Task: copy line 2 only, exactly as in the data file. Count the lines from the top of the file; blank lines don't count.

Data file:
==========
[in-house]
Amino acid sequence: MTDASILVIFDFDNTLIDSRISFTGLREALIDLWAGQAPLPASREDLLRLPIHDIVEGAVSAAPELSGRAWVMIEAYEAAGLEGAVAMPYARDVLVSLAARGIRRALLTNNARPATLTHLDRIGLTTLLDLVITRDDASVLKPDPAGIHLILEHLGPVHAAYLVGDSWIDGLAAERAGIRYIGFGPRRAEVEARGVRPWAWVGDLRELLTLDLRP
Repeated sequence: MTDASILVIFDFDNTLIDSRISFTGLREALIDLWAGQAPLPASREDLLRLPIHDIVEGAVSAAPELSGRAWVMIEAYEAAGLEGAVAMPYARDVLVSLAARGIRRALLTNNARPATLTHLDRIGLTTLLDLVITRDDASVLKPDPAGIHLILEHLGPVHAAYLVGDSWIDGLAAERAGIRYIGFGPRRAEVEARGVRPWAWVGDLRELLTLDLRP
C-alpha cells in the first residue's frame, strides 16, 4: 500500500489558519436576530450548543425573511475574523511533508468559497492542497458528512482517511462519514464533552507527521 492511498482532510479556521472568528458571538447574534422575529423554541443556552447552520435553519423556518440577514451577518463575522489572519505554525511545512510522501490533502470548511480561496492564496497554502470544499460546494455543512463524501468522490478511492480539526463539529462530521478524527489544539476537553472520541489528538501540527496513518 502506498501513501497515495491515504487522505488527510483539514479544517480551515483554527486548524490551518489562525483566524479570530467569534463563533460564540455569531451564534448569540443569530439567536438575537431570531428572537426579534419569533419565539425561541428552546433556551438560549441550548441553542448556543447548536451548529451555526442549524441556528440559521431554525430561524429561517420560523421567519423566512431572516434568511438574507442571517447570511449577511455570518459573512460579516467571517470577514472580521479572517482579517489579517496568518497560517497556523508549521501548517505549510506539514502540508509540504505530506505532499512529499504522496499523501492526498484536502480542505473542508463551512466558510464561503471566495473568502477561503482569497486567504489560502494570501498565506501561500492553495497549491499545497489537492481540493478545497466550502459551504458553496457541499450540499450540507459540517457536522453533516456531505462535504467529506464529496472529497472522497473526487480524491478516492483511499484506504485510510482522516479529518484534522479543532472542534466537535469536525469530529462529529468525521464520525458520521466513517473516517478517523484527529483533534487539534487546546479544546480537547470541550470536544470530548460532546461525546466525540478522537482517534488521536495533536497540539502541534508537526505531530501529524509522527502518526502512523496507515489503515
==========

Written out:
Amino acid sequence: MTDASILVIFDFDNTLIDSRISFTGLREALIDLWAGQAPLPASREDLLRLPIHDIVEGAVSAAPELSGRAWVMIEAYEAAGLEGAVAMPYARDVLVSLAARGIRRALLTNNARPATLTHLDRIGLTTLLDLVITRDDASVLKPDPAGIHLILEHLGPVHAAYLVGDSWIDGLAAERAGIRYIGFGPRRAEVEARGVRPWAWVGDLRELLTLDLRP